DENVER — A sign posted on the Bonnie Brae Tavern says the city has received an application to certify the tavern as "non-historic."
It's led to questions about whether the restaurant is set to be demolished.
When a sign like this appears, it does not necessarily mean the building it's on is going anywhere. But it does mean the building is not officially a historic site in Denver, so it's not protected from demolition, either.
The sign does mean the city thinks the building has the potential to get a historic landmark designation. Then, it is up to the community to apply.
We spoke to Alexandra Foster from Denver's Community Planning and Development team about the in-depth answers for what this sign means, why it would be posted and how we all play a big roll in designating local landmarks.
9NEWS: When a 'Certificate of Non-Historic Status Application' sign is hung, what happened to put it there?
Foster: Anytime any building – whether it’s a landmark or not – applies for a demolition permit, by law our landmark preservation team reviews it to see if it has any historical, geographical or architectural significance and whether it has the potential to be a local landmark.
When someone applies for a certificate of non-historic status, they basically just want to keep their options open. It may not necessarily mean they want to demolish the building. It may be that they want to develop it in a certain way.
Not every building has the potential to be a landmark though, right?
No, no, not every building has the potential to be a landmark. In this particular case [Bonnie Brae Tavern], our landmark planners looked at it and determined there is potential for designation. So when that happens, they’ll put a sign outside that says someone has applied for a certificate of non-historic status.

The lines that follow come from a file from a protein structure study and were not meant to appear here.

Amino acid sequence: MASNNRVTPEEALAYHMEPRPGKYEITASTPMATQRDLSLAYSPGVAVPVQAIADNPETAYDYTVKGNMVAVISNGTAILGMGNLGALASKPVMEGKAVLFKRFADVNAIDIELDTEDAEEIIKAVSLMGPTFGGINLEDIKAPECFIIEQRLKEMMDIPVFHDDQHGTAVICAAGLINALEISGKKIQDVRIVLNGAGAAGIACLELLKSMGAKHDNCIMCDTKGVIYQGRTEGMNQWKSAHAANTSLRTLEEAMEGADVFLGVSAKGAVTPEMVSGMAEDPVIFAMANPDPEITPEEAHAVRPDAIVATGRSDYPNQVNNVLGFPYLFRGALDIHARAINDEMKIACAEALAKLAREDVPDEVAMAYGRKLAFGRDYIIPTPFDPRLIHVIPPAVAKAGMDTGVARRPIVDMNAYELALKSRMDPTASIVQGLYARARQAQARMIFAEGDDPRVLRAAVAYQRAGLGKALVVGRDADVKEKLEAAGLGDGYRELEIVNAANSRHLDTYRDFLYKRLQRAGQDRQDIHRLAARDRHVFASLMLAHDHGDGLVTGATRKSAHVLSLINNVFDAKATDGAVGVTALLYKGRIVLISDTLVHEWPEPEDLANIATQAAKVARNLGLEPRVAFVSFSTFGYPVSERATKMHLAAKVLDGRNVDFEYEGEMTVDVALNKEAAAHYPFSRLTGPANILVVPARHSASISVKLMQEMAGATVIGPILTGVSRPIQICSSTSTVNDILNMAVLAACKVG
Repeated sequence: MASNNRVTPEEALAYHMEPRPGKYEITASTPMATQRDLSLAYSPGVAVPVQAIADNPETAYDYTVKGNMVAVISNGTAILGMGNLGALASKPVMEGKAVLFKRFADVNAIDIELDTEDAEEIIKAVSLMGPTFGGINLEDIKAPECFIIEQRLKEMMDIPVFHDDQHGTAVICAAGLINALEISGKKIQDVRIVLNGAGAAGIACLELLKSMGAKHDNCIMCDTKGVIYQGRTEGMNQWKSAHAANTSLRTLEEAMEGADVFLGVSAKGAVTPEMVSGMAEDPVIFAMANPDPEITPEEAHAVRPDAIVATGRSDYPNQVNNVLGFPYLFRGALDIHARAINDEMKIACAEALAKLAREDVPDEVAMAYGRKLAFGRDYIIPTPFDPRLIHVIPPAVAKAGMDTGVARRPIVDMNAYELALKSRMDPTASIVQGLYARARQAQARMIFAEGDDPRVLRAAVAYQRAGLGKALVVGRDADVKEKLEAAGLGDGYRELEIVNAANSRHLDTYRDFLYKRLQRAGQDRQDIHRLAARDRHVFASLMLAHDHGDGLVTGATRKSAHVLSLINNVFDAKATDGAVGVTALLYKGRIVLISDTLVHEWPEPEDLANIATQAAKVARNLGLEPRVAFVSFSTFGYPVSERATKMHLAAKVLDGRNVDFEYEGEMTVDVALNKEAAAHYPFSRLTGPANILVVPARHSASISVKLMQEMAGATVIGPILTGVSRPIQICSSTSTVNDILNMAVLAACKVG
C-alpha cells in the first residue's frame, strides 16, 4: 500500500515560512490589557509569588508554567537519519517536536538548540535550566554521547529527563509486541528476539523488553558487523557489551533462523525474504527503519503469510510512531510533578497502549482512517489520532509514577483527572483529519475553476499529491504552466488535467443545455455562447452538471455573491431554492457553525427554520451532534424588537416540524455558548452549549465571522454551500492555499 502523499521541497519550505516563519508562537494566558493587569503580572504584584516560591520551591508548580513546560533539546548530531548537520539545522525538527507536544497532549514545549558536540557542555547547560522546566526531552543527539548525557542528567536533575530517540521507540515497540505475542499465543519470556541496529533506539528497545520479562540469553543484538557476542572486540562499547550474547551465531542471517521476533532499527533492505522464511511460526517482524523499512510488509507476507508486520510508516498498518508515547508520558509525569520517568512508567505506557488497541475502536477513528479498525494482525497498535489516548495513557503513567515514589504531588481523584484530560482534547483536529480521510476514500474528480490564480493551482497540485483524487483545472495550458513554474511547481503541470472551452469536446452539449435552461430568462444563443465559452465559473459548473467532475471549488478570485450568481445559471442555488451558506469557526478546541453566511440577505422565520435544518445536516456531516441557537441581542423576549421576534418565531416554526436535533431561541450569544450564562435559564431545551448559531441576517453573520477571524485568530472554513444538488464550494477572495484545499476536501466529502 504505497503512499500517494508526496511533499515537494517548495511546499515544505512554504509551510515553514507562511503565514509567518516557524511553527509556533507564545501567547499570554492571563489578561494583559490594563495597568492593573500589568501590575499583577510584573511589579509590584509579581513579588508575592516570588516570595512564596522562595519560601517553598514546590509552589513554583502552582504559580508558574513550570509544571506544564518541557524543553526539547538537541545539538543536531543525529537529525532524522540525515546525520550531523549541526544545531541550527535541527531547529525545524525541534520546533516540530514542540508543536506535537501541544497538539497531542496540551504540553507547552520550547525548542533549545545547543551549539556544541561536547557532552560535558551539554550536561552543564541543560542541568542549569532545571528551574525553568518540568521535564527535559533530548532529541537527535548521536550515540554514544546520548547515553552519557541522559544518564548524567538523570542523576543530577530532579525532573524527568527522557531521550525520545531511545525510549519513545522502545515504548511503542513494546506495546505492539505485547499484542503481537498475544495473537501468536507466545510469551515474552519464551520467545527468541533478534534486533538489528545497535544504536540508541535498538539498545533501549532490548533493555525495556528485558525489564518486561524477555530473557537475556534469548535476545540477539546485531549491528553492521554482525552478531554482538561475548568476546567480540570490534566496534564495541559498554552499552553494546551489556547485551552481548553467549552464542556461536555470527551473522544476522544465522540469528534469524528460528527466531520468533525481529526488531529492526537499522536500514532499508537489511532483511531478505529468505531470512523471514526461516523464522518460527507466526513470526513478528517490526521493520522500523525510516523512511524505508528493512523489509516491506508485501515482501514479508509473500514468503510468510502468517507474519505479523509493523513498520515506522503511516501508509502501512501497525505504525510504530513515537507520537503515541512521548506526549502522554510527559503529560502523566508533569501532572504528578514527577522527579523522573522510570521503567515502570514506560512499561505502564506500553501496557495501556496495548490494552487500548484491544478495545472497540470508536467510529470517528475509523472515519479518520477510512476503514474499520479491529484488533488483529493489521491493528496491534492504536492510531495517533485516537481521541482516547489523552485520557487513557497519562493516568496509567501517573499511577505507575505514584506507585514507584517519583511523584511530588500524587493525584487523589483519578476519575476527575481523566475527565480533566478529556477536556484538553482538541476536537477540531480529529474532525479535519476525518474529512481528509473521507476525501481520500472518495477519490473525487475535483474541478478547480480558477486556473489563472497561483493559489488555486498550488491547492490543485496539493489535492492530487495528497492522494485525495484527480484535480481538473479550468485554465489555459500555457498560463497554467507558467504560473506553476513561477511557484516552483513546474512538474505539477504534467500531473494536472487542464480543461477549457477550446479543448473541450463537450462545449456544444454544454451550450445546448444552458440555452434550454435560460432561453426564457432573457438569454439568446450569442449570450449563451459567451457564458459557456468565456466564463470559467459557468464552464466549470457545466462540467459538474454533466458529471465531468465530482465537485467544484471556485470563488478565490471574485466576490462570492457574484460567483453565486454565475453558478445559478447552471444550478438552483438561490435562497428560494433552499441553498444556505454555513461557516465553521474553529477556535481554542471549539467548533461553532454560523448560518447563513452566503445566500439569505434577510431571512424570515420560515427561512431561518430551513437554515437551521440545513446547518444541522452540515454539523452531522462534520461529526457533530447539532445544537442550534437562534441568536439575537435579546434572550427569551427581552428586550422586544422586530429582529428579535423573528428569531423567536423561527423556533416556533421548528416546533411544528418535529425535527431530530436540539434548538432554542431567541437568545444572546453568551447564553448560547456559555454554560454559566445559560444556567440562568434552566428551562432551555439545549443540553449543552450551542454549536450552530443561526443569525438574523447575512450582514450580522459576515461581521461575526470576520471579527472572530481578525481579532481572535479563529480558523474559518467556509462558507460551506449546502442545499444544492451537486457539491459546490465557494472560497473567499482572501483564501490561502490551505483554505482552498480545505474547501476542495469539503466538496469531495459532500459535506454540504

What can the community do if they feel a building is a historical landmark?
If they want to make sure the building is protected, they can come forward and apply for designation. There’s a period of three weeks during which they can do that.
The applications are pretty extensive and do require some research, so it isn’t just a matter of someone saying, 'Hey, I think this building is a landmark.' There is some legwork that has to be done.
What are the details concerned community members should know to fill-out a good application?
People obviously treasure the Denver landscape and when they see that there’s potential for change in a block that they have known all their lives, people do have a reaction.
But the building or structure has to either have historic significance – a significant place in the story of Denver, or the history of Colorado, maybe a historic person lived there, maybe something important historically happened there.
It has to have architectural significance.
And it has to have geographic significance. That’s sort of hard to explain but it basically means when you’re giving someone directions, ‘that house on the corner, turn left.’ So it’s something that’s recognizable as part of the geography of the community.
The application has to determine that the building meets criteria in two of those three categories. And if it does, the building will be reviewed by city council.
What if no one from the community comes forward with an application?
Well then we would approve the certificate. That means for the next five years our landmark team wouldn’t review a demolition application.
Is it a tough balance between working with community members and business owners?
Within the city, our job is really to provide the tools for the community to be able to step forward. If they want to designate the building we sort of usher them through the process. Likewise, we also work with property owners. And when it’s the property owners who are coming with a certificate application, part of our job is to make sure we follow all the steps correctly.
We’re definitely interested in preserving those neighborhood gems that people really love but we have to balance that with property rights.
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